The article goes on to cite that a hedge fund run by Richard Peterson of MarketPsych posted gains from 2008 to 2010 based on analysis of Twitter and other social media.  The hedge fund actually posted a 5.4% gain in the last four months of 2008 while the S&P 500 lost 30%.  MarketPsych now sells mood analyzing tools for stocks which “changes about the feelings for a stock” as well as “detection of any kind of rumors and leaks of harmful information before this can be shown to the public via the news.” Visitors to the MarketPsych website can input stock symbols into its MarketPsych Sentiment chart and adjust different parameters in categories such as Topics (buzz, layoffs, merger/acquisition, etc.), Buzz Level and Sentiment.

What Social Media Can and Cannot do in Case of a Revolution

Revolutions

At a local gathering, a group of people was asked if they blogged, they shook their heads in disagreement. They were then asked if they changed their Facebook statuses or shared videos, articles etc on social media; to this, they enthusiastically agreed in unison. Not many of them knew that using social media – albeit for status updates, moderate sharing of website links and videos – is micro-blogging, which makes them all bloggers. The social media cloud in now so powerful that a teenager in a small town can address a huge audience; but it all comes down to the message one intends to convey.

[Read more…]

Application of Charts and Infographics in Social Media Interaction

Infographic Elements

There are people who love testing the patience of people around them and then there are people who appreciate and value it! Which group you belong to? Will you be screaming out from a brick-size book to make your point in a busy community hall? It’ll surely draw the attention of people but for wrong reasons. So, chart your information before you climb the dais. You’ll need more than just recitation to hook people to your facts.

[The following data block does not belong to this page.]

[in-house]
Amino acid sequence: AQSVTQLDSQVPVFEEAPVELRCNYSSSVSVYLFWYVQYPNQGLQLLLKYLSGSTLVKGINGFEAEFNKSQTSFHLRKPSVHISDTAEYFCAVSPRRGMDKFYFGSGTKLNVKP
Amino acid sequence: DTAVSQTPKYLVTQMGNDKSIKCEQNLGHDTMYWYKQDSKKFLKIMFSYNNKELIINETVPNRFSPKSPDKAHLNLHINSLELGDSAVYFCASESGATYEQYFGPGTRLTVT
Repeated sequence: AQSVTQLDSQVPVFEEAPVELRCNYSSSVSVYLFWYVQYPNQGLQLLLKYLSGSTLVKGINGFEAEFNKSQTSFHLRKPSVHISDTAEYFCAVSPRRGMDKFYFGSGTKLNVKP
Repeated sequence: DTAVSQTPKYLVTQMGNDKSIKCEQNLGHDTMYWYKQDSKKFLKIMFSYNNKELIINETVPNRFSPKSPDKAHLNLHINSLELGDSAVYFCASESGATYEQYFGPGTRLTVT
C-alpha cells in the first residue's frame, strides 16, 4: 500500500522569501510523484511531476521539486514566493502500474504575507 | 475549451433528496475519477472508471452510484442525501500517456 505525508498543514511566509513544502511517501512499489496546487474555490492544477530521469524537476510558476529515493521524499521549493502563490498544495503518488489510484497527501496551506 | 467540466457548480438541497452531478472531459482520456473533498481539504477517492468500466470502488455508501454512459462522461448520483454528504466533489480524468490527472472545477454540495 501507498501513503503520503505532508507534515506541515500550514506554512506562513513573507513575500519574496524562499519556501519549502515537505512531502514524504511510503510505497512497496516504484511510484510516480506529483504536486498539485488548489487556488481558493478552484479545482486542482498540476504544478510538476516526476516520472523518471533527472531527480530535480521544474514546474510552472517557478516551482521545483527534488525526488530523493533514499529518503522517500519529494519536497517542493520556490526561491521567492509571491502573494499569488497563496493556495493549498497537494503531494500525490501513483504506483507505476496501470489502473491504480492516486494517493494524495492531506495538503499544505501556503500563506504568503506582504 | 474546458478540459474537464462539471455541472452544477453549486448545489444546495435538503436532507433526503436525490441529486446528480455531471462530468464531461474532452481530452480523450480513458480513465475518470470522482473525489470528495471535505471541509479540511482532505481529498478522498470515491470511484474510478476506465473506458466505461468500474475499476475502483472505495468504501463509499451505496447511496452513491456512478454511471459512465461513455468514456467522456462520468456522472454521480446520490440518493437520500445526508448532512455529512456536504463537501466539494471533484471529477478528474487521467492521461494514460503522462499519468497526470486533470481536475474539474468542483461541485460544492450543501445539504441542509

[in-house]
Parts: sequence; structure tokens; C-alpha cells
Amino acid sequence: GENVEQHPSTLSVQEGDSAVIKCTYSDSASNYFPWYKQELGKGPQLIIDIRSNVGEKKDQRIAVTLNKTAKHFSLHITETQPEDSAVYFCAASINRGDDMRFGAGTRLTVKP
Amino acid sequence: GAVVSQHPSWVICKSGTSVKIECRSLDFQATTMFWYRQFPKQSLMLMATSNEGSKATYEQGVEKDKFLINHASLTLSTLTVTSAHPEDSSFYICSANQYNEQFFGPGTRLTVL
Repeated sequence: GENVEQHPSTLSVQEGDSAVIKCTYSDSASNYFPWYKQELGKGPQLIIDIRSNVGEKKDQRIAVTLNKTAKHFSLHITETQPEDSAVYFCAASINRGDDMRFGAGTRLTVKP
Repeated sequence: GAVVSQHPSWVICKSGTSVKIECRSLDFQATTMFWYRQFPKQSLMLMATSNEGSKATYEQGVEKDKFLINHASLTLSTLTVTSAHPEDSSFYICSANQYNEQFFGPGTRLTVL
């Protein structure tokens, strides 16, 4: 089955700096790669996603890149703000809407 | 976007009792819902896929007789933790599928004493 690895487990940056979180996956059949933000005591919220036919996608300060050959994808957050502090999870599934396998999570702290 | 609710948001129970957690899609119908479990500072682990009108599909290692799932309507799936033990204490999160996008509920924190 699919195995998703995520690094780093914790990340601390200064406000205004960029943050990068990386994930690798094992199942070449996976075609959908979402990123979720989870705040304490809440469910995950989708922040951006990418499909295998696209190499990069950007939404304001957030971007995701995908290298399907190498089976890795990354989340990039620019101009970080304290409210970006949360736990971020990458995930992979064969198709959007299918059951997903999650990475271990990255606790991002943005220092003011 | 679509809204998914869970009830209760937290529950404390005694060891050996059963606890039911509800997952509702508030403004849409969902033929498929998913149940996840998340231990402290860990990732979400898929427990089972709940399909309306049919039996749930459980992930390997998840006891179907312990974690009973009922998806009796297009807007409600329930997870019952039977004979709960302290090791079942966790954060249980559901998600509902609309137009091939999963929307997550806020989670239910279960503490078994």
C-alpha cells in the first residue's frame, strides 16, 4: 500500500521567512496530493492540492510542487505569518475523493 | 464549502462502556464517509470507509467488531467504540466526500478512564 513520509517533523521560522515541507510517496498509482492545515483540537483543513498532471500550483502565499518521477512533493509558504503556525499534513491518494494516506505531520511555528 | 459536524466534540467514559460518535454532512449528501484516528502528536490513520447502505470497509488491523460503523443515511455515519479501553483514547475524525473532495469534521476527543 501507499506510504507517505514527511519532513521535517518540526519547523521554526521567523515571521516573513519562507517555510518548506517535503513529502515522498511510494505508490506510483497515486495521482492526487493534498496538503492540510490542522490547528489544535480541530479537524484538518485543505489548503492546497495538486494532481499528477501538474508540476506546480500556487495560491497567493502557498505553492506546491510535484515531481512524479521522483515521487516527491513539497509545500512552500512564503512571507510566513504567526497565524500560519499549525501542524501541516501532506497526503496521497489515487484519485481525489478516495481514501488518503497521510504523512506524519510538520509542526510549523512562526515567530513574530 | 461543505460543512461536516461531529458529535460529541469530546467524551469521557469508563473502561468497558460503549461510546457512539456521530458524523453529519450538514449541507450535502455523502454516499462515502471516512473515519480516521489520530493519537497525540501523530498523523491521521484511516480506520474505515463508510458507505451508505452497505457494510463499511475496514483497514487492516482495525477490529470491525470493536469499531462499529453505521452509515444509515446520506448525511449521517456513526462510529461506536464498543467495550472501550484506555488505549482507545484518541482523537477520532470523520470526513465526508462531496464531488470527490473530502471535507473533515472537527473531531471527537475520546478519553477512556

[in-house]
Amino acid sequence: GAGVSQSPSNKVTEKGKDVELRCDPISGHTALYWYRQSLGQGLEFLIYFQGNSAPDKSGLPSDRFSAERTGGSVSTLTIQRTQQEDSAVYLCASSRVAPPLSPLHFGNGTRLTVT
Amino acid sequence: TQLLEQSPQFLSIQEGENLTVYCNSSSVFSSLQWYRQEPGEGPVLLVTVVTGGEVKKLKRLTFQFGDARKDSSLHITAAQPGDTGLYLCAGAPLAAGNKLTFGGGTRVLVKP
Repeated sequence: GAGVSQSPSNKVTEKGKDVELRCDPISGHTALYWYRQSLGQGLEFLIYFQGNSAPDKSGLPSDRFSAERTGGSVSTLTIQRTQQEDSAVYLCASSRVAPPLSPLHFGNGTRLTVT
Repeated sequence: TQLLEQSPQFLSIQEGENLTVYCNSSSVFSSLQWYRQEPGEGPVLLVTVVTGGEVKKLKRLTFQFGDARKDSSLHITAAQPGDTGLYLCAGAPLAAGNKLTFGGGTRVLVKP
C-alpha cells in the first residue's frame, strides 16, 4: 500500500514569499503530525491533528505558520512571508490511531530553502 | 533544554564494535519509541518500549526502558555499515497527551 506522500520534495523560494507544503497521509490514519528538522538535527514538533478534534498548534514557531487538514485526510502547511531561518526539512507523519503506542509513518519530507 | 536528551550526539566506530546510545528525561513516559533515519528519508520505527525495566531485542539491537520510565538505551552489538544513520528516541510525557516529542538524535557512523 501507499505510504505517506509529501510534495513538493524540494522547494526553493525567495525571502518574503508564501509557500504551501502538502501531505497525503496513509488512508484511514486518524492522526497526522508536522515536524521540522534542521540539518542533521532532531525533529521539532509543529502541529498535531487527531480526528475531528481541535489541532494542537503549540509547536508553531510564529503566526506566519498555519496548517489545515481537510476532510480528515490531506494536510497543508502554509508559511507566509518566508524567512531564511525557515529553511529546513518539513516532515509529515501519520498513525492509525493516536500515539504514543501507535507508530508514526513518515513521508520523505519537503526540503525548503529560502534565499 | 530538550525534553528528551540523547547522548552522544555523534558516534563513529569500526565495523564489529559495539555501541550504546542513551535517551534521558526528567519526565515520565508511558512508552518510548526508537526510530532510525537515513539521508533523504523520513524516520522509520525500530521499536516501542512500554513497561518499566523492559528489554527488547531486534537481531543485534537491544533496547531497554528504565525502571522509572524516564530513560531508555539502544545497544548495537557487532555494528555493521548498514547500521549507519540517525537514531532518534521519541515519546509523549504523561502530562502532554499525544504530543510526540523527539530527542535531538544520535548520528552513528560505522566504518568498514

[Read more…]

Impact of Technological Skills on New Media Journalists

New Media Journalists

Last April, Facebook launched a ‘Journalists on Facebook’ page, intended to serve as a resource for growing number of reporters using Facebook for the purpose of finding sources, interaction with people and to publish stories. A couple of months later, Twitter introduced a similar initiative as well. ‘Twitter for Newsrooms’ (#TfN), is a guide for reporters on how to best use the microblogging site for the purpose of reporting. The endeavor elicited a mixed response from journalists and media pundits.

[Read more…]

Facebook Goes Public – How This Decision will affect Facebook and the Overall Stock Market?

Facebook

The world’s number one social media website, Facebook, filed for its initial public offering (IPO) earlier in February 2012. It didn’t come as a surprise for many in the industry, as any private company in the US with more than 10 million US dollars in assets and 500-plus stakeholders is required to file for detailed financials with the Securities and Exchange Commission (SEC).

What makes the whole affair extremely interesting is Facebook’s financial value (somewhere between 75 to 100 billion US dollars), makes it the most anticipated IPO debutant for an internet company since Google’s IPO filing in 2004. And once Facebook’s market shares are out in the stock market, it will be interesting to see how it affects the Facebook culture to develop and ship features without any external interference or security.

[Read more…]